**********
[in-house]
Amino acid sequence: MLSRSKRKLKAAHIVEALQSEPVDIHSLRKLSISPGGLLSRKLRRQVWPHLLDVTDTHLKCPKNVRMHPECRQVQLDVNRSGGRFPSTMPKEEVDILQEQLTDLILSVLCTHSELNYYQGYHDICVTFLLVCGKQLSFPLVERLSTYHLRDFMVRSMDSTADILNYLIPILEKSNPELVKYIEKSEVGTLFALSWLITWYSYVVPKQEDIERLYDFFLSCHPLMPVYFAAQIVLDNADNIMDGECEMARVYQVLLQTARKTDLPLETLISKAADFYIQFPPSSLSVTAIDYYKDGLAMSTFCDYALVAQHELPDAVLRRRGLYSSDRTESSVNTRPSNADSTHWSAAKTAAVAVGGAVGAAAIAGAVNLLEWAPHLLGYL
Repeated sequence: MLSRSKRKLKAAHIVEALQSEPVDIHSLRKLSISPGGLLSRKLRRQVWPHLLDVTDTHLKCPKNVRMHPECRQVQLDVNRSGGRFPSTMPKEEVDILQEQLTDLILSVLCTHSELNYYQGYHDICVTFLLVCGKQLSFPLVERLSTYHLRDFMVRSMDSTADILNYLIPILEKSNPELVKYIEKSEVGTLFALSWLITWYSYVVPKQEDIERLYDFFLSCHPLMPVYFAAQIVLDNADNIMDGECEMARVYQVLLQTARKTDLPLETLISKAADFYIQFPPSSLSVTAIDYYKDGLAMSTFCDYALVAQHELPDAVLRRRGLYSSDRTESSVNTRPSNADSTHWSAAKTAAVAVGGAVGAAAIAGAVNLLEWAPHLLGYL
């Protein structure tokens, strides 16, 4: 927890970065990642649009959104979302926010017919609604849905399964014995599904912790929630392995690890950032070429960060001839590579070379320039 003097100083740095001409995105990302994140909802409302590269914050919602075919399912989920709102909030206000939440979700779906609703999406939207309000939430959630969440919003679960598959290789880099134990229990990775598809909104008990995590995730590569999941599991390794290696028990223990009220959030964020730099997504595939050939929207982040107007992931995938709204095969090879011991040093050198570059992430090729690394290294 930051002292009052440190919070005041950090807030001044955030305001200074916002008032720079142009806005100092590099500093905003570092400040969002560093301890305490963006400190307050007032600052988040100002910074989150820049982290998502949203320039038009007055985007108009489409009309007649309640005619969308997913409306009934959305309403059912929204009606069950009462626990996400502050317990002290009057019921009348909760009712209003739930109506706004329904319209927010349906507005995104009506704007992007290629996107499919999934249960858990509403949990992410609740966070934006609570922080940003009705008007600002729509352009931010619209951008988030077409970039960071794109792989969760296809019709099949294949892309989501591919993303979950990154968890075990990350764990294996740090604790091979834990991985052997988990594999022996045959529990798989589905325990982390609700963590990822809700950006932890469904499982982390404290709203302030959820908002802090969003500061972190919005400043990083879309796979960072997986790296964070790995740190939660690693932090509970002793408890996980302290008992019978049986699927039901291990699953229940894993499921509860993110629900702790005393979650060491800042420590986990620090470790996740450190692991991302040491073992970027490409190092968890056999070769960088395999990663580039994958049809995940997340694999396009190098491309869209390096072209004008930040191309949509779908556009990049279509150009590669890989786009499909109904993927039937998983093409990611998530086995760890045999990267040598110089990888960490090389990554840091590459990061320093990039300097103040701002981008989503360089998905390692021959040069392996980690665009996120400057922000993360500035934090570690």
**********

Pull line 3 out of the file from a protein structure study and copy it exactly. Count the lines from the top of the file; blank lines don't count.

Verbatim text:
Repeated sequence: MLSRSKRKLKAAHIVEALQSEPVDIHSLRKLSISPGGLLSRKLRRQVWPHLLDVTDTHLKCPKNVRMHPECRQVQLDVNRSGGRFPSTMPKEEVDILQEQLTDLILSVLCTHSELNYYQGYHDICVTFLLVCGKQLSFPLVERLSTYHLRDFMVRSMDSTADILNYLIPILEKSNPELVKYIEKSEVGTLFALSWLITWYSYVVPKQEDIERLYDFFLSCHPLMPVYFAAQIVLDNADNIMDGECEMARVYQVLLQTARKTDLPLETLISKAADFYIQFPPSSLSVTAIDYYKDGLAMSTFCDYALVAQHELPDAVLRRRGLYSSDRTESSVNTRPSNADSTHWSAAKTAAVAVGGAVGAAAIAGAVNLLEWAPHLLGYL